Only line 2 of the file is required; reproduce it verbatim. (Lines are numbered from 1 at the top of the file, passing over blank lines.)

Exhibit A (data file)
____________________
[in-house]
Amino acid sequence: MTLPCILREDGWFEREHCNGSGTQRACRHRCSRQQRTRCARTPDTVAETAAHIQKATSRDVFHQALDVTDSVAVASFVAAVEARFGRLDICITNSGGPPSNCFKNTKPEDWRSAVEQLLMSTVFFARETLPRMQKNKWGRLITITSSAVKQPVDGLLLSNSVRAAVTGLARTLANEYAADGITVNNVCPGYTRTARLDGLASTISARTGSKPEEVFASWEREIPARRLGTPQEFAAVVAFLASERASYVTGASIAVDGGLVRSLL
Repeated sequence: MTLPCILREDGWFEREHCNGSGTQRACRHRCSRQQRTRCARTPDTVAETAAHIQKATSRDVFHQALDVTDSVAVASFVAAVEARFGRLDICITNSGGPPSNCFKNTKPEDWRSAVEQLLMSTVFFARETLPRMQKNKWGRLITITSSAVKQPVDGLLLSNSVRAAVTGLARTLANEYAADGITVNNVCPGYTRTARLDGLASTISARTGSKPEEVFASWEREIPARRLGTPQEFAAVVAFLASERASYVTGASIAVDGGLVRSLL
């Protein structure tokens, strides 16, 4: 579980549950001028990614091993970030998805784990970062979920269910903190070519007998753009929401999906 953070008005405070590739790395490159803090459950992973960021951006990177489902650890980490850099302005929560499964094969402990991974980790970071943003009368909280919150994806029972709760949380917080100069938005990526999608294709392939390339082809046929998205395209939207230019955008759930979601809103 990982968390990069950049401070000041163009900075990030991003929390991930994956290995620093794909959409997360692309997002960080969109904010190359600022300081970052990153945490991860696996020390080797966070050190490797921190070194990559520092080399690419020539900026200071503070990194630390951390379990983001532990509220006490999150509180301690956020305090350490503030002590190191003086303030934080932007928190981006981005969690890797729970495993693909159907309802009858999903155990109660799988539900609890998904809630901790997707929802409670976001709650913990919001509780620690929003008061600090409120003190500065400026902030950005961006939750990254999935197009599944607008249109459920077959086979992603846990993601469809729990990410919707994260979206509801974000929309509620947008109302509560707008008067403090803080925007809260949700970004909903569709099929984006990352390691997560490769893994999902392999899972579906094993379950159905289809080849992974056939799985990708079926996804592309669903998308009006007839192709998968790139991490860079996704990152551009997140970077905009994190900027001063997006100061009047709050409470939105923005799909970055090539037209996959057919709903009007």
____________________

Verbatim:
Amino acid sequence: MTLPCILREDGWFEREHCNGSGTQRACRHRCSRQQRTRCARTPDTVAETAAHIQKATSRDVFHQALDVTDSVAVASFVAAVEARFGRLDICITNSGGPPSNCFKNTKPEDWRSAVEQLLMSTVFFARETLPRMQKNKWGRLITITSSAVKQPVDGLLLSNSVRAAVTGLARTLANEYAADGITVNNVCPGYTRTARLDGLASTISARTGSKPEEVFASWEREIPARRLGTPQEFAAVVAFLASERASYVTGASIAVDGGLVRSLL